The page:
The CDC's most recent recommendations say isolation can end if you have no symptoms after the five days. But if you continue to have symptoms, stay home until they subside. After isolation, it's recommended to wear a mask around people for at least another five days.
But after the isolation period, can people go out in public again? Schwarz said the answer is complex.
"This is part of the problem that gets people confused," he said. "Are you OK to go out into the general population? Probably. Are you OK to be around an infant or somebody who's on chemotherapy? Maybe not."
He said it’s recommended for people to get repeat tests and stay away from immunocompromised people until they test negative.
Keep track of your symptoms.
Common symptoms of COVID-19 include a fever, chills and a cough, among others. The CDC has a list of possible symptoms you can watch for.
If you have severe symptoms, such as difficulty breathing, chest pain or pressure, an inability to stay awake or discolored skin, lips or nails, the CDC recommends seeking emergency medical attention.
The state recommends people who test positive notify a primary care doctor so they can advise on the proper treatment.
The CDC also recommends that those who have severe symptoms of COVID-19 or are immunocompromised and test positive should consult with a medical provider for instructions on isolation time, treatment or whether further testing is needed.
Schwarz said being isolated protects others from being infected, but those testing positive also needs to take care of themselves.
"People need to rest and stay well hydrated because this virus can be exhausting," he said.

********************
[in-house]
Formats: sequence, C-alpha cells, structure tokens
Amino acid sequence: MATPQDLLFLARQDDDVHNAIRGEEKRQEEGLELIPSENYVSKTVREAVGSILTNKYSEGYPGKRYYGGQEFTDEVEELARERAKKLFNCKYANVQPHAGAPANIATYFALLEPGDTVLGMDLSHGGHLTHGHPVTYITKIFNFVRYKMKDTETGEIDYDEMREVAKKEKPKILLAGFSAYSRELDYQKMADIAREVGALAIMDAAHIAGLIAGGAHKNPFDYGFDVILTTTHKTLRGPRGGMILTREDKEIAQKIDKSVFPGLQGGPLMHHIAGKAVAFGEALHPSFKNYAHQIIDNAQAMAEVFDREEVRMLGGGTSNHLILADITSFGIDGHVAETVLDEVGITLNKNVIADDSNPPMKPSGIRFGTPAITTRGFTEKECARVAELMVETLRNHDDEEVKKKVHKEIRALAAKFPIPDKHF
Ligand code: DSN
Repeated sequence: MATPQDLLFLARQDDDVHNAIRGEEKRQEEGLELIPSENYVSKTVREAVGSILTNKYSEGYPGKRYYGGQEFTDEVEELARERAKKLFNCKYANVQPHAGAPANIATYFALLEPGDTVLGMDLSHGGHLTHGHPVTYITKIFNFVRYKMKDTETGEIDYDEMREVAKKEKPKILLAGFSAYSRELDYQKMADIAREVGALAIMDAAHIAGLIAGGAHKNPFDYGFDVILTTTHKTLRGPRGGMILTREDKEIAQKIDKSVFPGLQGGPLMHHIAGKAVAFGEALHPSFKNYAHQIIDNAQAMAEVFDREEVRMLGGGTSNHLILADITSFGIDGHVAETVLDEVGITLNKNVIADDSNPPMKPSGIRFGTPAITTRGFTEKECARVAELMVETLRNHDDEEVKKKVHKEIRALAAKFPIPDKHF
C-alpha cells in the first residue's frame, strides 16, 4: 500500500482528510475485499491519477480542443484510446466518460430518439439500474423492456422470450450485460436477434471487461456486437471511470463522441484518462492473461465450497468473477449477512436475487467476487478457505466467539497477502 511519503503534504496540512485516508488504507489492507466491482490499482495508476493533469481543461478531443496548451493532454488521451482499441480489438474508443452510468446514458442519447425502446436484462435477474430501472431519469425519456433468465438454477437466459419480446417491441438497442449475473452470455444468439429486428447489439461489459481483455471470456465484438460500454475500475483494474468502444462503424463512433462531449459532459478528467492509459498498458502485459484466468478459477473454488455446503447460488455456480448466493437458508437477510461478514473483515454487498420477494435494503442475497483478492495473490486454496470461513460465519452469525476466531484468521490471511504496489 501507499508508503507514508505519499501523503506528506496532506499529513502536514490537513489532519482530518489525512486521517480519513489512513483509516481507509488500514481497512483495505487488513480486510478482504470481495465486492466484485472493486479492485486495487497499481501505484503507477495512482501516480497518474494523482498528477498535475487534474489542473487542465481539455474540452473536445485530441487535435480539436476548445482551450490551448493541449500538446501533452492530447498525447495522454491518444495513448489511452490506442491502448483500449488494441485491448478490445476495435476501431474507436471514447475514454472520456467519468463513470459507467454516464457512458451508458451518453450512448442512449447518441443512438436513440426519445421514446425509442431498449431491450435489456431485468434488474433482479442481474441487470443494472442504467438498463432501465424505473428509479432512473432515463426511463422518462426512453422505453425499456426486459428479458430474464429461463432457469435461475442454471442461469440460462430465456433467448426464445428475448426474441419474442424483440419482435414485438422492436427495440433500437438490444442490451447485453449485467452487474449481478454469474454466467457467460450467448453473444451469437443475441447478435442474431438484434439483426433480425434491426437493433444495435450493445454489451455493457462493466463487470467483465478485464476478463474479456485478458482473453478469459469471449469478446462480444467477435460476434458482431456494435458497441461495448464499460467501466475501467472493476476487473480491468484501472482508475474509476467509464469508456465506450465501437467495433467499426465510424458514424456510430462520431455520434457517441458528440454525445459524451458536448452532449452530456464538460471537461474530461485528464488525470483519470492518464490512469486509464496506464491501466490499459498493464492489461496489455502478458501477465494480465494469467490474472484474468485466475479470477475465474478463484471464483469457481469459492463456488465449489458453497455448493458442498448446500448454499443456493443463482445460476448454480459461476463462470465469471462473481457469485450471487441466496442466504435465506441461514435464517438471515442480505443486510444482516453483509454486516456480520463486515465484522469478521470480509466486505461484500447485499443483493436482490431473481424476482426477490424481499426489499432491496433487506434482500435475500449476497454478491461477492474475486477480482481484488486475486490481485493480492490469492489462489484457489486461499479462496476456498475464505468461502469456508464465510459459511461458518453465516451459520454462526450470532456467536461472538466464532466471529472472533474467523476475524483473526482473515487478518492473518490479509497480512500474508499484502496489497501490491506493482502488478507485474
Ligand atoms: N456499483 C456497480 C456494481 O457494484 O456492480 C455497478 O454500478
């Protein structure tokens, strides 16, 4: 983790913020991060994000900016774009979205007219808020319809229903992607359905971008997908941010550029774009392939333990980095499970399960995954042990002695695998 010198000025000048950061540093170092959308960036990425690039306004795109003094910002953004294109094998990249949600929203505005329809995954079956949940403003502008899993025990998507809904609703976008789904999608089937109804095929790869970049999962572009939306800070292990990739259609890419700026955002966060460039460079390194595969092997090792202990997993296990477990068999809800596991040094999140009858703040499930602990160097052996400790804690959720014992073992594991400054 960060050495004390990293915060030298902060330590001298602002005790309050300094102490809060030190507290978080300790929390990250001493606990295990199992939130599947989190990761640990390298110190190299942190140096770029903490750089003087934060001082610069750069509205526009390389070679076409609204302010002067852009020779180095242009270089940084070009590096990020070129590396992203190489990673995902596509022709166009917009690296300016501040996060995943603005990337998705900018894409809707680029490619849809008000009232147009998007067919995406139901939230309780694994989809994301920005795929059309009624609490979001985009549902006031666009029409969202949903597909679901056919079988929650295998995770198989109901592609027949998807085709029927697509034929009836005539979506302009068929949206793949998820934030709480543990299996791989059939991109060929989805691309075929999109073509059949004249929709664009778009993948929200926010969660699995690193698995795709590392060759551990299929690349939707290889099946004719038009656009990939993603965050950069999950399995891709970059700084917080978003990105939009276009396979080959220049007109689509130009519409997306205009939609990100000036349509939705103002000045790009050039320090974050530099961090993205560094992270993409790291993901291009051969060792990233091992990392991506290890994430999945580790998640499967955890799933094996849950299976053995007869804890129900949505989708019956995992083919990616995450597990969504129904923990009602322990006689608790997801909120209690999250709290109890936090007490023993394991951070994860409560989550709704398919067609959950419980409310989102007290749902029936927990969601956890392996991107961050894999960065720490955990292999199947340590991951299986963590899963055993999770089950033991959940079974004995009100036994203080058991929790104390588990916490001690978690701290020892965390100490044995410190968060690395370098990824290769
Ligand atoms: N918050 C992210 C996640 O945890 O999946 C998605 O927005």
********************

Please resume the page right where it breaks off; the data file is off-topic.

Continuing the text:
If you’ve been exposed
The CDC previously said people who weren't fully vaccinated and were exposed to someone who tested positive should quarantine for at least 10 days. The agency now says only people who got booster shots can skip quarantine, but should wear masks in all settings for at least 10 days.
If you’re unvaccinated or have not yet been boosted, the CDC now recommends to quarantine for five days as soon as you've been alerted you've been exposed, and then to wear a mask for an additional five days.
Regardless of vaccination status, it's recommended to get tested five days after exposure.
Who should you tell?
Someone with COVID-19 can spread infection two days before symptoms or a positive test, according to the CDC. Officials recommend notifying any close contacts you may have exposed while you were infected, which may include people you work with, have visited or live with. The CDC defines a close contact as anyone you were within 6 feet of for a total of 15 minutes or more over 24 hours.
If your child tests positive, the CDC says the school should be notified of the positive result. The student should stay home from school and activities and follow the school's instructions for COVID-19 protocols.
Schwarz noted that CDC and other public health recommendations can change quickly, and he urged people to stay updated.
"If someone tests positive, the first thing they need to do is stay home," Schwarz said. "Because it’s not just about them, it’s about the other people they can infect."